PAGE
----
A bill to limit the use of outside attorneys representing South Carolina has been filed, but it may not reach either floor of the legislature until early next year.
According to the head of one group lobbying for the legislation, Attorney General Alan Wilson supports S419, which was introduced by Sen. Ross Turner (R-Greenville). The bill limits the type of cases in which the attorney general or other state solicitors can hire outside attorneys, and the amount the state can pay. It is aimed at curtailing the state's involvement in class action lawsuits sometimes generated outside the state.
Earl Hunter, executive director of the South Carolina Civil Justice Coalition, which is involved in driving the bill forward, said attorneys are often driven more by making money for themselves than representing the interests of the state.
"In some cases, it is not even an issue in the state but generated by lawyers, either in or out of the state," Hunter told Palmetto Business Daily.
Hunter said Wilson has done a good job limiting the number of cases the state is involved in, with no new ones in the last two years. He added that his group, and other supporters of the bill, are not opposed to the use of outside attorneys, if it is reasonable.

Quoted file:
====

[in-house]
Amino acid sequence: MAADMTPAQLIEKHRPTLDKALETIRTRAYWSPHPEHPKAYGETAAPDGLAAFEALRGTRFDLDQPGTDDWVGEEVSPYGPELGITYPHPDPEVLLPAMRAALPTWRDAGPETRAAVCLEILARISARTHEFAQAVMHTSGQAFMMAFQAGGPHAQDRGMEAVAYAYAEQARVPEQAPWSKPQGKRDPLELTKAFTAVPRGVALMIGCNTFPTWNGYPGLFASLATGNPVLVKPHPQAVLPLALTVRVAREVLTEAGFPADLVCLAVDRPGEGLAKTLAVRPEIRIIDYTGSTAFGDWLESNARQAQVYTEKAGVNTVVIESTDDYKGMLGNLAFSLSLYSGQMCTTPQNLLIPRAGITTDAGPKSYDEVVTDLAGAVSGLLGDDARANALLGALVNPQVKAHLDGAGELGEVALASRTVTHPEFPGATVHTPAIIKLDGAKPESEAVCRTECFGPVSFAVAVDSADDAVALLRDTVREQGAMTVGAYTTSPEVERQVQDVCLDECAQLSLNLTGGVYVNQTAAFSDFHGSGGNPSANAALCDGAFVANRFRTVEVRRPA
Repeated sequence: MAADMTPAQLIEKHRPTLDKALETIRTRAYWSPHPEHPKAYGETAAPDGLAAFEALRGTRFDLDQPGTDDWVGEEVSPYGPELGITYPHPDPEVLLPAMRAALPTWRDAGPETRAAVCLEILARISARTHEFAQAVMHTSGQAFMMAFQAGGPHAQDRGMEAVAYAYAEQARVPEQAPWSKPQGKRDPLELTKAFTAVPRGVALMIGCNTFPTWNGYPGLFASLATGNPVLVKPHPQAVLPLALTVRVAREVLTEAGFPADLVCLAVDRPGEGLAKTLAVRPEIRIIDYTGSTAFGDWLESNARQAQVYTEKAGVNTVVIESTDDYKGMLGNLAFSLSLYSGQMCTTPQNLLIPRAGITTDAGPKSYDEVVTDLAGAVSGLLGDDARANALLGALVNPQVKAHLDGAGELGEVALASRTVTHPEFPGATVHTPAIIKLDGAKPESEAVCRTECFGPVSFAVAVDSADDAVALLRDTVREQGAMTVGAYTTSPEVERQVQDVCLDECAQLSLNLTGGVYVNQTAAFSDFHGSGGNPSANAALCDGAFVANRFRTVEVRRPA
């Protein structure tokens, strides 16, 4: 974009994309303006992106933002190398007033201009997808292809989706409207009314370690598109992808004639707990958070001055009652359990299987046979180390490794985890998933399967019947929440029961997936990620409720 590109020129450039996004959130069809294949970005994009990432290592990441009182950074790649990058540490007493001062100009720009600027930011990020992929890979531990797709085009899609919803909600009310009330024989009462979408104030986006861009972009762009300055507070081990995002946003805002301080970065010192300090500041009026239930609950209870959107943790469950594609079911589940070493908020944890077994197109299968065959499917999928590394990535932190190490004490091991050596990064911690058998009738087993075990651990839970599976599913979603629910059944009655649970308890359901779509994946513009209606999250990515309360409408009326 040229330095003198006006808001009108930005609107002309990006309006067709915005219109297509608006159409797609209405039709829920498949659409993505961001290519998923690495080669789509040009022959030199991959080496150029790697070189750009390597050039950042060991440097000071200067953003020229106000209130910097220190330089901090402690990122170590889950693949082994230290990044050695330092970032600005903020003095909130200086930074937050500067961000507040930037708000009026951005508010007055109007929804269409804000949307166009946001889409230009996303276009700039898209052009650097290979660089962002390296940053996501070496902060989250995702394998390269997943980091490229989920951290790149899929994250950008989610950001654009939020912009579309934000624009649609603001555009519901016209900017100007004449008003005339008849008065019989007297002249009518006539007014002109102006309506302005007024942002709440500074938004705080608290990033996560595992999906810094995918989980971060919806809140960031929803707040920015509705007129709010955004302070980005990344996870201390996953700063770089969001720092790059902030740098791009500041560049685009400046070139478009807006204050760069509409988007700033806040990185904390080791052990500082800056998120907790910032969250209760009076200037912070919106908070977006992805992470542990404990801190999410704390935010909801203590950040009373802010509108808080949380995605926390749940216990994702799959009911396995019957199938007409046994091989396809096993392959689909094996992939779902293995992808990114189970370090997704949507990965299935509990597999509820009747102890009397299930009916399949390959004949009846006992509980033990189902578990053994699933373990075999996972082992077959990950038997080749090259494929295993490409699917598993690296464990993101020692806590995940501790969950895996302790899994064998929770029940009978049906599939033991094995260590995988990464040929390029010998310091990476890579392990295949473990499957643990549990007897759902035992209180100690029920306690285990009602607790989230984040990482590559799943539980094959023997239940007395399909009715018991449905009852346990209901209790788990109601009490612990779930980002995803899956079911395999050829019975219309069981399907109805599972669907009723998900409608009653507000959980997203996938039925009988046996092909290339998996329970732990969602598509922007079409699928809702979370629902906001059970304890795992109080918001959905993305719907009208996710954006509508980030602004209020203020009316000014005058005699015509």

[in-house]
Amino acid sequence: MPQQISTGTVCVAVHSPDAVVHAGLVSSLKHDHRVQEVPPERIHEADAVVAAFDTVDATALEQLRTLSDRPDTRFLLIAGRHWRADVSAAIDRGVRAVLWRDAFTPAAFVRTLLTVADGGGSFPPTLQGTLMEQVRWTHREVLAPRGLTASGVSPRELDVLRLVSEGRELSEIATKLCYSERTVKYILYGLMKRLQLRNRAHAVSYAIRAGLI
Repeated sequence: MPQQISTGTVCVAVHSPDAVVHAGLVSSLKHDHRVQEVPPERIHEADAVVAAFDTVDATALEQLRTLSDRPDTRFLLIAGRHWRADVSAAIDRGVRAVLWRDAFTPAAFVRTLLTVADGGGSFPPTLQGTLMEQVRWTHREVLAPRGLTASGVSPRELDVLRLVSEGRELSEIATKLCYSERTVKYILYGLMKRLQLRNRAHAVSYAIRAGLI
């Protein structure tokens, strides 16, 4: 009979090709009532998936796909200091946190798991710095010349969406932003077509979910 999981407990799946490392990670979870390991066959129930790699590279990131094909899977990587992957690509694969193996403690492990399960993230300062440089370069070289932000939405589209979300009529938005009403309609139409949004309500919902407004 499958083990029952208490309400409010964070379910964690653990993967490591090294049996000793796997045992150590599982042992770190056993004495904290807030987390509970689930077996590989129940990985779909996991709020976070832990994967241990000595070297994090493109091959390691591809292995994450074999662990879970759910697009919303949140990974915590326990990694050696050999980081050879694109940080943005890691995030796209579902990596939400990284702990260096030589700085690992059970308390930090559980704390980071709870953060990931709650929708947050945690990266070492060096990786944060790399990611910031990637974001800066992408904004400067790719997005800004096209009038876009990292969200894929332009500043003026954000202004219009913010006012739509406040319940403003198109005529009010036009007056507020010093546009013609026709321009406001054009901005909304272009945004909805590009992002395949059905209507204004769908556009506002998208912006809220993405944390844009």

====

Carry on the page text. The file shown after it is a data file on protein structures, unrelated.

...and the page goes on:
Under the bill, the attorney must make a written determination if a case is cost-effective and in the public interest before signing a contract. Contingency fees will be limited, tiered and have an aggregate cap of $50 million. The tiered system of payments means there will be no great impact on good law firms, Hunter said, adding South Carolina is "just trying to get in line with other states."
The contract must contain clauses ensuring a government attorney maintains control over the litigation and provisions laying out what is expected of the attorneys, including the contingency fee counsel. Details of the contract, including payments made, would be posted on the attorney general's website, and an annual report must be submitted to the senate president and house speaker.
"The attorney general is supportive," Hunter said. "He understands the issues and knows what is going on."
Hunter said he did raise some concerns over a competitive bidding provision within the bill, where three law firms must bid for a contract. This was removed
He told Palmetto Business Daily that 20 other states have similar legislation. He said the bill was assigned to committee but is likely to move forward early next year in the second half of the biennial legislative session.